I never expected to find myself in Melbourne today, and I’m sure my grandmother never expected to watch her brother’s funeral on a computer screen at the other side of the world. Death is unavoidable, and sometimes expected, but always fraught with emotion that can be an essential part of the grieving process. Maybe funerals are reminders of our own mortality, or an event where we ponder our connection with a person who is no longer as we are, alive. Whatever the psychology its hard not to be affected, its hard to feel the pain of the loved ones whose lives will now be uprooted from a happy daily routine. No matter how old, how young, how sick or how tragic death is, it can never truly be expected, conceived or fully prepared for, and neither can life.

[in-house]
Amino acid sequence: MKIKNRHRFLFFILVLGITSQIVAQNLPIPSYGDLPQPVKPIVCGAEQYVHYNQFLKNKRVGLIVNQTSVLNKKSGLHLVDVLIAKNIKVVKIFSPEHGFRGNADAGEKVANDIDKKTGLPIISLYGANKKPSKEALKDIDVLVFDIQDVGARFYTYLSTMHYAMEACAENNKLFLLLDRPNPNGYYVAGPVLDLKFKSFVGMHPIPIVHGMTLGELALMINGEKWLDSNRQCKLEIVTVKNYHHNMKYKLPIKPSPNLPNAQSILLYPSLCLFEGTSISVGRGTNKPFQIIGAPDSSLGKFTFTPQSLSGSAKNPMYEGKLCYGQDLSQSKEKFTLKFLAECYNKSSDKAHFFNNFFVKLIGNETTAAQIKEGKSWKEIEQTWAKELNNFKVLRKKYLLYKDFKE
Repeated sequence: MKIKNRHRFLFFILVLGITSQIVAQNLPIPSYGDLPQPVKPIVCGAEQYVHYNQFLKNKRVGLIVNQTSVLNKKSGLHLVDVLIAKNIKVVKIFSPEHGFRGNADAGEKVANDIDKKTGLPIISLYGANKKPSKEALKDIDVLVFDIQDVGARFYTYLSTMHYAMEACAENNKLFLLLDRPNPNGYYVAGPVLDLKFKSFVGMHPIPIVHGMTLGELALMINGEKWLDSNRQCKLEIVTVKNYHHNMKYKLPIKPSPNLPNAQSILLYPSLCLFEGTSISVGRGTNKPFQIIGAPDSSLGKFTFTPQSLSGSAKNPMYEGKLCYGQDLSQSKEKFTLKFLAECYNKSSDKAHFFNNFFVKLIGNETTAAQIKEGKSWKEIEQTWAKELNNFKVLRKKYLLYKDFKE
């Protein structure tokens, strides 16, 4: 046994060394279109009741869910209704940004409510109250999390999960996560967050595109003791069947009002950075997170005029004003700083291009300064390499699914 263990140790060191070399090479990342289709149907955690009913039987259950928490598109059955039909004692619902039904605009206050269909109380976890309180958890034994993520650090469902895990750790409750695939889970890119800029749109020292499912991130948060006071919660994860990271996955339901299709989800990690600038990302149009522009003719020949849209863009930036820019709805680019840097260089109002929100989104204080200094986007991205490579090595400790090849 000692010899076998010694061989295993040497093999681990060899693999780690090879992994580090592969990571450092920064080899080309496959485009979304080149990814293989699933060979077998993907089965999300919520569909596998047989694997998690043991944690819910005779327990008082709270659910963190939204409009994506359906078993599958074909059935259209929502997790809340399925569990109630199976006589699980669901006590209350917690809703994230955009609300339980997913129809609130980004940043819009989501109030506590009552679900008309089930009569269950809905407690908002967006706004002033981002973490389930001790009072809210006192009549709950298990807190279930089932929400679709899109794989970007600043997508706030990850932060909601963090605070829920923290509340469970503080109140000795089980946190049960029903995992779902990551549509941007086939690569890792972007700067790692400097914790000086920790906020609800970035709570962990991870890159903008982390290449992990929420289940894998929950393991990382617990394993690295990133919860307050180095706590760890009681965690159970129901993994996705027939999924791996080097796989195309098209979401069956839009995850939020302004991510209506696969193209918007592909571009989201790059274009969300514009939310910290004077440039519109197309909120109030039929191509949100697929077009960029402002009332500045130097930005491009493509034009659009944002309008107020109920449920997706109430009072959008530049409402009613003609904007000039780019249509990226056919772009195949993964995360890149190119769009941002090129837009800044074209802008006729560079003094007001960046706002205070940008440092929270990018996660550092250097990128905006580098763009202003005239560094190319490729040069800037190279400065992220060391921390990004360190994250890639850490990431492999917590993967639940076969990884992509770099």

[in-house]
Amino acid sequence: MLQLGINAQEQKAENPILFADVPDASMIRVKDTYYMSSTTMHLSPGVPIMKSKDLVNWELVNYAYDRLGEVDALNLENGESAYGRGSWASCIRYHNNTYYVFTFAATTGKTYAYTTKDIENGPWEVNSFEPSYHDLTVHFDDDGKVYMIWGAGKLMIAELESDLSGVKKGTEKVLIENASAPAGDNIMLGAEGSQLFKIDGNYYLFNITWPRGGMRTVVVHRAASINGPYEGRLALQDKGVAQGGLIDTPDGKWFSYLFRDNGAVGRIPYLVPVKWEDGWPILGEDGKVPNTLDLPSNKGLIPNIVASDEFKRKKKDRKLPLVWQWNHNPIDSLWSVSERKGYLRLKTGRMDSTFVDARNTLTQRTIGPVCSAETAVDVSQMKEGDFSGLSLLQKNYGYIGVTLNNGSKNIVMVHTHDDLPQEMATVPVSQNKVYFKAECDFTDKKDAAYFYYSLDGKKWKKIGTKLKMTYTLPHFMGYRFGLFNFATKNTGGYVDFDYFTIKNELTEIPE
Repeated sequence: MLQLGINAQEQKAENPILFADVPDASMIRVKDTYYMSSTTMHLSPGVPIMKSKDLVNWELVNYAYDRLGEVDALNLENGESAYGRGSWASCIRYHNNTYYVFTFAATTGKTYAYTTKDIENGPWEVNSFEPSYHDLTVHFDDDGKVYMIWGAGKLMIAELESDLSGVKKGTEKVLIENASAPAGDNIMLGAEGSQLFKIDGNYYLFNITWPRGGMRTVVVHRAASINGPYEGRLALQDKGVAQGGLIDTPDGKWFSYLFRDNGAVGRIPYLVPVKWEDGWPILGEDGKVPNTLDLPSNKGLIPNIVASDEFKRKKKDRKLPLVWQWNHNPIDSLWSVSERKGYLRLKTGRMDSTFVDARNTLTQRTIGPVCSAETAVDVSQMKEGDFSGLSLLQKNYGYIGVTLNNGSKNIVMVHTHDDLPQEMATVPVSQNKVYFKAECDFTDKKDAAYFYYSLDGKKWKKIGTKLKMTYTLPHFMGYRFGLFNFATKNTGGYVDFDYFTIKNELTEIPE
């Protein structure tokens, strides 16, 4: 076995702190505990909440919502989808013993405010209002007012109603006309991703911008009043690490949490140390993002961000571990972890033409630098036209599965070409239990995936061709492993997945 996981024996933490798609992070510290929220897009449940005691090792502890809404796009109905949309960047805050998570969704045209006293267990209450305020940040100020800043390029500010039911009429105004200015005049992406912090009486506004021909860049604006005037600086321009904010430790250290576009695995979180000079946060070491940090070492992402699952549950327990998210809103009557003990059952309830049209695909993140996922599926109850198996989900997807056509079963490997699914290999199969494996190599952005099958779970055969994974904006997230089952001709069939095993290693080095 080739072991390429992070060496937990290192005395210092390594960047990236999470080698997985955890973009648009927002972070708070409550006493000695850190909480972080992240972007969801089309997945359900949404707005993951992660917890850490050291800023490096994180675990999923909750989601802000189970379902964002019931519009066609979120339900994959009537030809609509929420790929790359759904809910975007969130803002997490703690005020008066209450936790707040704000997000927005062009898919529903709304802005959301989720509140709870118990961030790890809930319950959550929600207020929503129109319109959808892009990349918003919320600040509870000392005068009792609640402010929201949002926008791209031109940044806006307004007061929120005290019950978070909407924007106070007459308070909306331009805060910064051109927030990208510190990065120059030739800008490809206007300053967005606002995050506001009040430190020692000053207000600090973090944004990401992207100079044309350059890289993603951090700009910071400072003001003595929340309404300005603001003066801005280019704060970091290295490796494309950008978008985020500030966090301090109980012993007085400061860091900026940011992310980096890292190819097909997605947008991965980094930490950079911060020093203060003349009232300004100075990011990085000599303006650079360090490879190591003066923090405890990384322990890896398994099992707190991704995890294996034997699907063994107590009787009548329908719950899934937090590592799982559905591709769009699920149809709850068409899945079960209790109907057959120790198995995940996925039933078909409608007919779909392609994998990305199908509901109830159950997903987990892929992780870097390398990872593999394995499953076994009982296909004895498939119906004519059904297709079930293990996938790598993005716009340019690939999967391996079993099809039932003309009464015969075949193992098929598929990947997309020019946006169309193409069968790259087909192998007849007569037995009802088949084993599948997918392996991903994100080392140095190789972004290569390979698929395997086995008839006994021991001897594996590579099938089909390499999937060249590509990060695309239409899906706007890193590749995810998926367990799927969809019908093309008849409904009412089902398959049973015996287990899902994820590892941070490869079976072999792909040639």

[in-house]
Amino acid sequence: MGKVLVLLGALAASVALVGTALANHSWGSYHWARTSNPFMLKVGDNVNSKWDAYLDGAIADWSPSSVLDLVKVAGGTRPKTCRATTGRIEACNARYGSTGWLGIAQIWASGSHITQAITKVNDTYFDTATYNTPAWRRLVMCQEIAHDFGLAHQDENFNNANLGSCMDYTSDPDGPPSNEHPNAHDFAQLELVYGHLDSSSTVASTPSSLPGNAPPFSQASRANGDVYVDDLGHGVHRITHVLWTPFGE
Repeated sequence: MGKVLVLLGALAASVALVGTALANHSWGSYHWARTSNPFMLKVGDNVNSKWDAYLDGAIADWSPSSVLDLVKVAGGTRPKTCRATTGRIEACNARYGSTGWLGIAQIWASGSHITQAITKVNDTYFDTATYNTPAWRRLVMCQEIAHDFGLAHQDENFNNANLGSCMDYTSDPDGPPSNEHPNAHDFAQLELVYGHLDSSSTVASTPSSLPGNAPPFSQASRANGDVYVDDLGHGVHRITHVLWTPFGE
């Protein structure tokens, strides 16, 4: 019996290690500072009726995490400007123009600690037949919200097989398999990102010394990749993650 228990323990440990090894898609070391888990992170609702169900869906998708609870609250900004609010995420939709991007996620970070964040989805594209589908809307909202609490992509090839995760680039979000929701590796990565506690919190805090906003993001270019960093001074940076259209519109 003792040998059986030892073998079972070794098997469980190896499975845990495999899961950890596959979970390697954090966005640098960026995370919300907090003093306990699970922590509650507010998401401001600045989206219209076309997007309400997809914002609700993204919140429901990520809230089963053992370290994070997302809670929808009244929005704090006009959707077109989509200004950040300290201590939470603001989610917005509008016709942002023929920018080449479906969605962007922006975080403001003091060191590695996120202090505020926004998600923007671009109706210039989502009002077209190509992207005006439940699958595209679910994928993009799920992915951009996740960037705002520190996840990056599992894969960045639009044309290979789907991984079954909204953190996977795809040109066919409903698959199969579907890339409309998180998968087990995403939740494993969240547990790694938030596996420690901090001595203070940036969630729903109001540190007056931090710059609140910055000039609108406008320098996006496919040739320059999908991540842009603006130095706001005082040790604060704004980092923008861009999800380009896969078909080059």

Quote of the Day:

“When you were born, you cried and the world rejoiced.
Live your life so that when you die, the world cries and you rejoice.”

Day 43 – For Whom The Bell Tolls

Words don’t really cut it on days like today, certainly not mine. Here’s what I want to say:

For Whom The Bell Tolls – John Donne

No man is an island,
Entire of itself.
Each is a piece of the continent,
A part of the main.
If a clod be washed away by the sea,
Europe is the less.
As well as if a promontory were.
As well as if a manner of thine own
Or of thine friend’s were.
Each man’s death diminishes me,
For I am involved in mankind.
Therefore, send not to know
For whom the bell tolls,
It tolls for thee.

Quote of the day: “Love is stronger than death even though it can’t stop death from happening, but no matter how hard death tries it can’t separate people from love. It can’t take away our memories either. In the end, life is stronger than death.” – Anon

RIP Denis